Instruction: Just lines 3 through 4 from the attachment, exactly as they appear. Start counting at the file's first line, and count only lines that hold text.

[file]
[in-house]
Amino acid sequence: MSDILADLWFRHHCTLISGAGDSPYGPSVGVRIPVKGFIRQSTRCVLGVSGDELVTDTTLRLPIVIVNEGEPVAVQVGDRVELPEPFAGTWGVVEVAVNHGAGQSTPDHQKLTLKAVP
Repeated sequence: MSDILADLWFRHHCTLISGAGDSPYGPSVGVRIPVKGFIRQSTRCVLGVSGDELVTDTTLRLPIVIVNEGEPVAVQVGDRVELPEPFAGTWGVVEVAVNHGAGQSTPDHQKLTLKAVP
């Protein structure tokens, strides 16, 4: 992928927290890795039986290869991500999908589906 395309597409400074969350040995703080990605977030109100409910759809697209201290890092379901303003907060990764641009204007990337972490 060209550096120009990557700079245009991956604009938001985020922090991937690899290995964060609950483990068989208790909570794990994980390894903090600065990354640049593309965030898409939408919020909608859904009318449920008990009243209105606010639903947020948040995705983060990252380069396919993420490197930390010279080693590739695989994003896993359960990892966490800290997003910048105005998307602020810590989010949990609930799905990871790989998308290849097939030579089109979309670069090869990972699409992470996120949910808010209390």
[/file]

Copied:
Repeated sequence: MSDILADLWFRHHCTLISGAGDSPYGPSVGVRIPVKGFIRQSTRCVLGVSGDELVTDTTLRLPIVIVNEGEPVAVQVGDRVELPEPFAGTWGVVEVAVNHGAGQSTPDHQKLTLKAVP
């Protein structure tokens, strides 16, 4: 992928927290890795039986290869991500999908589906 395309597409400074969350040995703080990605977030109100409910759809697209201290890092379901303003907060990764641009204007990337972490 060209550096120009990557700079245009991956604009938001985020922090991937690899290995964060609950483990068989208790909570794990994980390894903090600065990354640049593309965030898409939408919020909608859904009318449920008990009243209105606010639903947020948040995705983060990252380069396919993420490197930390010279080693590739695989994003896993359960990892966490800290997003910048105005998307602020810590989010949990609930799905990871790989998308290849097939030579089109979309670069090869990972699409992470996120949910808010209390």